Vacunacionadultos

Higher education – Wikipedia

Academic tertiary education, such as from colleges and universities

A post-secondary graduate receives a diploma during a graduation ceremony.

Higher education is tertiary education leading to award of an academic degree. Higher education, also called post-secondary education, third-level or tertiary education, is an optional final stage of formal learning that occurs after completion of secondary education. It represents levels 6, 7 and 8 of the 2011 version of the International Standard Classification of Education structure. Tertiary education at a non-degree level is sometimes referred to as further education or continuing education as distinct from higher education.

The right of access to higher education is mentioned in a number of international human rights instruments. The UN International Covenant on Economic, Social and Cultural Rights of 1966 declares, in Article 13, that “higher education shall be made equally accessible to all, on the basis of capacity, by every appropriate means, and

Read More

Career (1959 film) – Wikipedia

Career is a 1959 American drama film, directed by Joseph Anthony and starring Dean Martin, Tony Franciosa, and Shirley MacLaine.

The movie is the story of actor Sam Lawson (Franciosa) who is bent on breaking into the big time at any cost, braving World War II, the Korean War and even the blacklist.

The film is based on the play written by James Lee, which premiered at the off-Broadway Seventh Avenue South Playhouse in New York City in 1957.[2] In turn, the play is loosely based on the novel of the same name by Phil Stong, which had been previously adapted for the screen in 1939 by Dalton Trumbo and Bert Granet. [3]

Lee adapted his own play for the 1959 version. The film was nominated for three Academy Awards and won one Golden Globe Award.

Back from action in World War II, Sam Lawson (Tony Franciosa, who has

Read More

Collage – Wikipedia

Collage (, from the French: coller, “to glue” or “to stick together”;[1]) is a technique of art creation, primarily used in the visual arts, but in music too, by which art results from an assemblage of different forms, thus creating a new whole. (Compare with pastiche, which is a “pasting” together.)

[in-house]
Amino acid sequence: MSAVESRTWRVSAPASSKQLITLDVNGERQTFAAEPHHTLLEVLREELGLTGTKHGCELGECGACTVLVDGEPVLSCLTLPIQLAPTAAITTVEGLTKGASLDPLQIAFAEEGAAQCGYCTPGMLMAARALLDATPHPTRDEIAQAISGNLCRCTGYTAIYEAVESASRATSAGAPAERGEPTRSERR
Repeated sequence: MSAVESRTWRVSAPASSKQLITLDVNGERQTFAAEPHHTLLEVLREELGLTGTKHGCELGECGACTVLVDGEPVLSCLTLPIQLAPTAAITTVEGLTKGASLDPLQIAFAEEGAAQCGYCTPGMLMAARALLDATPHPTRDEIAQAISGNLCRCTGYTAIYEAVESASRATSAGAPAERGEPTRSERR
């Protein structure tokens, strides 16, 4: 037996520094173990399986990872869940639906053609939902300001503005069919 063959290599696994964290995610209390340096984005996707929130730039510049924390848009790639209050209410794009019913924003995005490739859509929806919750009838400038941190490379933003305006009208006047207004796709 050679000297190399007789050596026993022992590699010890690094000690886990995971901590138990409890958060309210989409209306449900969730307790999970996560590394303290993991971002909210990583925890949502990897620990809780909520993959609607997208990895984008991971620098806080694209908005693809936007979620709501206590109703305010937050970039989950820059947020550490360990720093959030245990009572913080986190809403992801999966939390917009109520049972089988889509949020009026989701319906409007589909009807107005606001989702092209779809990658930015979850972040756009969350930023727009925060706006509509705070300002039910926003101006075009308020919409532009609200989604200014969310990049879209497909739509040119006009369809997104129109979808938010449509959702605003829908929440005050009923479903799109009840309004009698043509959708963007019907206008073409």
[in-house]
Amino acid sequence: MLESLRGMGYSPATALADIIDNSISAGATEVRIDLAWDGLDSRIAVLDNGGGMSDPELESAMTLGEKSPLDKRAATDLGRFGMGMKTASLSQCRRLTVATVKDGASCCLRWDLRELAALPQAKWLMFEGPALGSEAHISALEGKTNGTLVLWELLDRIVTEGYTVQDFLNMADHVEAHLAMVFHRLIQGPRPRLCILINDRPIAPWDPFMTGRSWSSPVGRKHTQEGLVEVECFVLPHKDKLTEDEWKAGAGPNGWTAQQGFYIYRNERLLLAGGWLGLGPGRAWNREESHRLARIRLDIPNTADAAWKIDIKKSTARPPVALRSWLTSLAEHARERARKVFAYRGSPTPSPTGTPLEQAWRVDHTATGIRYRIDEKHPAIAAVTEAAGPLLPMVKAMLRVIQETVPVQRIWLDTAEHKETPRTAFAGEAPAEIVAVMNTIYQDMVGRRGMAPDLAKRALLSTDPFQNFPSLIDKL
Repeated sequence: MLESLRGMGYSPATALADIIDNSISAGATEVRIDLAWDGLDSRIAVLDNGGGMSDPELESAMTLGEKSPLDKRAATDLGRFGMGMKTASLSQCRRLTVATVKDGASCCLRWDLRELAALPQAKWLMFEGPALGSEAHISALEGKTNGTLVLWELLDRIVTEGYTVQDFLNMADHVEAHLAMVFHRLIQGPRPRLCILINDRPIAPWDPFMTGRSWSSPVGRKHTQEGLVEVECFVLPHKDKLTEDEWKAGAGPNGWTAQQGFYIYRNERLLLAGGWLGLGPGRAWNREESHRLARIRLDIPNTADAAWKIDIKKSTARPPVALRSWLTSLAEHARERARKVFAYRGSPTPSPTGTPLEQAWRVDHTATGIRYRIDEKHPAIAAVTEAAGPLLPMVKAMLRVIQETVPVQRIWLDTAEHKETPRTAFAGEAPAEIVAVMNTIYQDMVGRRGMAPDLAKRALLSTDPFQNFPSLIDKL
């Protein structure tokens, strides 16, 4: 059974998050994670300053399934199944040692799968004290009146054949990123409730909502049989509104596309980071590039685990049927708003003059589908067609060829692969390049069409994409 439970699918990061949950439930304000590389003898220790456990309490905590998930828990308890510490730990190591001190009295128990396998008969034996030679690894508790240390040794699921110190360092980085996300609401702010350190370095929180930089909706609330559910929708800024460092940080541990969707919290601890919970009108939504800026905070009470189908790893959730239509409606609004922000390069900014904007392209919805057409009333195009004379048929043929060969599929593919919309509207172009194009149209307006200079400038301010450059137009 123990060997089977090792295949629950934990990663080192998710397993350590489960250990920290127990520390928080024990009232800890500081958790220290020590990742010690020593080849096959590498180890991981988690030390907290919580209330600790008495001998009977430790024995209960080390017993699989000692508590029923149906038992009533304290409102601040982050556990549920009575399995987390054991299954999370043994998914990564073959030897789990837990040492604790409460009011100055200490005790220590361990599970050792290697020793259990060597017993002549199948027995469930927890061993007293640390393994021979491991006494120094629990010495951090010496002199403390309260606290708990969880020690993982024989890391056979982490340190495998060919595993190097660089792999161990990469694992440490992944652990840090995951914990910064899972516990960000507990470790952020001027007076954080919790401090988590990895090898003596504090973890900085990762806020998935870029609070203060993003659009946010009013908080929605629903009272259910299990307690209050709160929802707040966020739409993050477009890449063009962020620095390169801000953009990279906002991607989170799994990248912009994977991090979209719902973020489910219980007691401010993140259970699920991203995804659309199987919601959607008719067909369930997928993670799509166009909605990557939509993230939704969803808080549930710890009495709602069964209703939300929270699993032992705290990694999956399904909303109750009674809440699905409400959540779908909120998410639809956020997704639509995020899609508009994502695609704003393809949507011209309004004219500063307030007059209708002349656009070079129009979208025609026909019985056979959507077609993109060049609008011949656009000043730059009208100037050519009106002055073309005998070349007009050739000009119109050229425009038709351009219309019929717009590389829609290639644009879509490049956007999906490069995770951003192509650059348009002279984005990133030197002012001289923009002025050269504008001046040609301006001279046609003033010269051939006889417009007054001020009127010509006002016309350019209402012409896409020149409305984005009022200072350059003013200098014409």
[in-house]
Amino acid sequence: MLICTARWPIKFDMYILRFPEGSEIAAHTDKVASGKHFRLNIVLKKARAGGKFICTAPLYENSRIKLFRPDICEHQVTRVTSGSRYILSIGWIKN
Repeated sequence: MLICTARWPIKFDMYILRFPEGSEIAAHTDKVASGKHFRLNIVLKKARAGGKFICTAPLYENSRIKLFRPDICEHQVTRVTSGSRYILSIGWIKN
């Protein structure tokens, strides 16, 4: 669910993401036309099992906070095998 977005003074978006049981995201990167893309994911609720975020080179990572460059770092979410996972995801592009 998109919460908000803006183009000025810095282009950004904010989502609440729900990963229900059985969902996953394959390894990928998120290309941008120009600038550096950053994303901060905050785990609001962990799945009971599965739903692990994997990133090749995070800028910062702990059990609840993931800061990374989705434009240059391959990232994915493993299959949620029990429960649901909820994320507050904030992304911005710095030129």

A collage may sometimes include magazine and newspaper clippings, ribbons, paint, bits of colored or handmade papers, portions of other artwork or texts, photographs and other found objects, glued to a piece of paper or canvas. The origins of collage can be traced back hundreds of years, but this technique made a dramatic reappearance in the early 20th century as an art form of novelty.

The term collage was coined by both Georges Braque and Pablo Picasso in the beginning of the 20th century when collage became a distinctive part of modern art.[2]

History[

Read More

Simple English Wikipedia, the free encyclopedia

Education is about learning skills and knowledge. It also means helping people to learn how to do things and support them to think about what they learn. It’s also important for educators to teach ways to find and use information.

Through education, the knowledge of society, country, and of the world is passed on from generation to generation. This may include education in morality, for example learning how to act as loyal, honest and effective citizen.

Education may help and guide individuals from one class to other. Educated individuals and groups can do things like, help less educated people and encourage them to get educated.

There are different ways to categorize education, for example by age or subject. One way is to divide it into formal education, non-formal education, and informal education.

Formal education is usually in school, where a person may learn basic, academic, or trade

Read More

College – Wikipedia

A college (Latin: collegium) is an educational institution or a constituent part of one. A college may be a degree-awarding tertiary educational institution, a part of a collegiate or federal university, an institution offering vocational education, or a secondary school.